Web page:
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Female anti-government protestors hold banners during a demonstration demanding the resignation of Yemeni President Ali Abdullah Saleh in Sanaa, Yemen, Tuesday, April 19, 2011. AP Photo/Muhammed Muheisen

Calls for restraint after four die in Yemen protests

The United Nations has held emergency meetings over the deteriorating situation in Yemen, after four more people were killed in clashes between anti-government demonstrators and security forces.

THE UNITED NATIONS has appealed for the Yemeni government to show restraint after four people were killed and hundreds more were wounded after troops opened fire on protesters in the country’s capital.

Riot police stopped a demonstration in the capital Sana’a and the town of Taiz, during which crowds threw stones and set fire to a security vehicle, Al Jazeera reports.

The United Nations Security Council met late on Tuesday night for a first-ever briefing and discussion about the deteriorating situation in Yemen, where rights groups say two months of protests calling for the president to step down have claimed 120 lives.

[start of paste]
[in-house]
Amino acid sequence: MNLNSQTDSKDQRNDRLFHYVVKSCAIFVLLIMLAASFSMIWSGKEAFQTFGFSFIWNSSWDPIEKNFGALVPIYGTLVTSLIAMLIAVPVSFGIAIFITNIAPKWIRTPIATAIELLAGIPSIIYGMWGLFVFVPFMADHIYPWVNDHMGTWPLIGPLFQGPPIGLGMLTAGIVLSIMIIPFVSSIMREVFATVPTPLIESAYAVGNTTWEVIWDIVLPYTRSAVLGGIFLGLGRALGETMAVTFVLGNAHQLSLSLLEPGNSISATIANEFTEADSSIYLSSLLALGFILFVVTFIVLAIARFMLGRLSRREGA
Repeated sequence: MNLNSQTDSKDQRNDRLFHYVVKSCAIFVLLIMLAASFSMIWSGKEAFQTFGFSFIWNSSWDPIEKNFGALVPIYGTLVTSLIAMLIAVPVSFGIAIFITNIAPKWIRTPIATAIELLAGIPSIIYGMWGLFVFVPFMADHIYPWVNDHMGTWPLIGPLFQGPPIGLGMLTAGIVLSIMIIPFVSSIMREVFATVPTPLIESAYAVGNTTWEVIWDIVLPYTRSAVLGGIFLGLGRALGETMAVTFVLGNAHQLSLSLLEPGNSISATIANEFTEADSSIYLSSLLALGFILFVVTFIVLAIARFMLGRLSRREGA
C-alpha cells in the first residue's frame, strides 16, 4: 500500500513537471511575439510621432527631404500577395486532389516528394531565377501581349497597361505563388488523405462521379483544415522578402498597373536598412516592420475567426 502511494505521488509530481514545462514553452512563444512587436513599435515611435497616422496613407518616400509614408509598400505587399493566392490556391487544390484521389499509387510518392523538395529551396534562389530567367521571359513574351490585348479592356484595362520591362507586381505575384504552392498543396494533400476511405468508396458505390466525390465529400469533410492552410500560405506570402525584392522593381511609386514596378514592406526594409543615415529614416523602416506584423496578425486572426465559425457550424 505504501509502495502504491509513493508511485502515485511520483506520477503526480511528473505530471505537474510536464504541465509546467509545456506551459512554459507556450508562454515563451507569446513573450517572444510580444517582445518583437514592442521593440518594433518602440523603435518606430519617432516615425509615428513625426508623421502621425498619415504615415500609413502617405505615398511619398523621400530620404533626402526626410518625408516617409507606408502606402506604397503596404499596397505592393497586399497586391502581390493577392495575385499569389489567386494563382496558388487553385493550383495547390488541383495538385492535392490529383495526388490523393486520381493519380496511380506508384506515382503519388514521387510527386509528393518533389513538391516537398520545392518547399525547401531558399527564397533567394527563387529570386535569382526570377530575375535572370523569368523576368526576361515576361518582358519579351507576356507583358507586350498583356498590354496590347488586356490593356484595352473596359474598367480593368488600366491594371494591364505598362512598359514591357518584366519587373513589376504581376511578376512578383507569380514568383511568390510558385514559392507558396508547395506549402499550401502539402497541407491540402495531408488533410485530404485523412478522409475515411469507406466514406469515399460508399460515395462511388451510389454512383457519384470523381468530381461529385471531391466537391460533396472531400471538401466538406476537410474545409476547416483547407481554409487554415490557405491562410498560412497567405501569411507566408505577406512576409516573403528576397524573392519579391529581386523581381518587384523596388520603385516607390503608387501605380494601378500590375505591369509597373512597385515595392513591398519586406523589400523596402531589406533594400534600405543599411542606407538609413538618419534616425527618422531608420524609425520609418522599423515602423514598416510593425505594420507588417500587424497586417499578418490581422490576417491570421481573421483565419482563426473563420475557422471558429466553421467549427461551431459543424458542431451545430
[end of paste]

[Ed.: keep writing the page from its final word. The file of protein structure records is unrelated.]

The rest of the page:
Susan Rice, the US ambassador to the United Nations, told reporters after the closed Security Council meeting that “there were several delegations that wanted instruction from (their) capitals.” Other council diplomats, speaking on condition of anonymity because the talks were private, identified the countries as Russia and China.

Rice said “several themes emerged, including a call for restraint and an end to the violence” and concerns that the events in Yemen not only have implications for the country’s security and stability but for regional and international peace and security. Diplomats said some members raised al-Qaeda and piracy in this discussion.

The country’s opposition, inspired by the uprisings in Egypt and Tunisia, says nothing short of Saleh’s immediate departure would end the unrest.

Strategically located at the mouth of the Red Sea across from lawless Somalia, Yemen is wracked by rebellions, water and food shortages and hosts a deadly local affiliate of the militant al-Qaeda network.

Tens of thousands took to the streets in the capital Sanaa and thousands demonstrated in Aden, Ibb, al-Hudaydah, Taiz and other cities where most of the shops were closed in support of the protesters.

The Sana’a protest turned violent when security forces opened fire, lobbed tear gas canisters, and stun grenades at the protesters as they tried to make their way to the capital’s main thoroughfare. The protesters replied by throwing stones.

Additional reporting by AP